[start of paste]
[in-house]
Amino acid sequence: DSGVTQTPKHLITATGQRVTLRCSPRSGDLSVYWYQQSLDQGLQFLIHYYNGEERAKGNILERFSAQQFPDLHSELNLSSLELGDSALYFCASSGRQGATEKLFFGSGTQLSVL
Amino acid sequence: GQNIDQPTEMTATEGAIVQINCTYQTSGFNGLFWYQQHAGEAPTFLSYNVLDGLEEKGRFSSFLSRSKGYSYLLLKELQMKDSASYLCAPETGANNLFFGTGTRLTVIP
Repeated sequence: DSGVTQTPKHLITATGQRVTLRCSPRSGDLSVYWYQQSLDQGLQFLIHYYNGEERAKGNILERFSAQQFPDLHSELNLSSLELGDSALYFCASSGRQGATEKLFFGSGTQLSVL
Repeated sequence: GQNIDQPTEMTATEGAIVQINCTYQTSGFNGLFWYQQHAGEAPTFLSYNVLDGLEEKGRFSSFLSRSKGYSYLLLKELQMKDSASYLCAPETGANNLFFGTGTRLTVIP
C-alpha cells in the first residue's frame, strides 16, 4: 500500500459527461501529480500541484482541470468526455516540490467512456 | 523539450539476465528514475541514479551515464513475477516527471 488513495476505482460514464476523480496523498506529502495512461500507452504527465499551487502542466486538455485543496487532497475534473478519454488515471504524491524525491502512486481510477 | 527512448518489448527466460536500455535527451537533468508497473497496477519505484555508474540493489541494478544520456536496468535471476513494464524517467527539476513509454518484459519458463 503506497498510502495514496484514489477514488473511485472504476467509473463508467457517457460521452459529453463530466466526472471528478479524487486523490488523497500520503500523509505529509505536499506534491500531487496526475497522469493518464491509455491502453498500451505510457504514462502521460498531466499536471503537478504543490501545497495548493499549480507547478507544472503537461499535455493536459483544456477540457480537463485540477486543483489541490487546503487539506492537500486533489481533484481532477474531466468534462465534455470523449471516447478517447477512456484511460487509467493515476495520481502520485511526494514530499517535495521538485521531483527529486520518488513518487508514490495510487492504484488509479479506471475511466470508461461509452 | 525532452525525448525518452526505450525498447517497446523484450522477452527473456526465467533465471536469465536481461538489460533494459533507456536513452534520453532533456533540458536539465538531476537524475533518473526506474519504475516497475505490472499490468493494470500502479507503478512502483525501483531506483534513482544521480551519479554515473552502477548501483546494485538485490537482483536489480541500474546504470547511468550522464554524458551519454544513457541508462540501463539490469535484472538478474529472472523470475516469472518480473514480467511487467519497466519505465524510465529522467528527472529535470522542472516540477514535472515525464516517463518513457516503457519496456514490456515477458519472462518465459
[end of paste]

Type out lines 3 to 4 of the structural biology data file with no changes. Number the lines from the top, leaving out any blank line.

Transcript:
Amino acid sequence: GQNIDQPTEMTATEGAIVQINCTYQTSGFNGLFWYQQHAGEAPTFLSYNVLDGLEEKGRFSSFLSRSKGYSYLLLKELQMKDSASYLCAPETGANNLFFGTGTRLTVIP
Repeated sequence: DSGVTQTPKHLITATGQRVTLRCSPRSGDLSVYWYQQSLDQGLQFLIHYYNGEERAKGNILERFSAQQFPDLHSELNLSSLELGDSALYFCASSGRQGATEKLFFGSGTQLSVL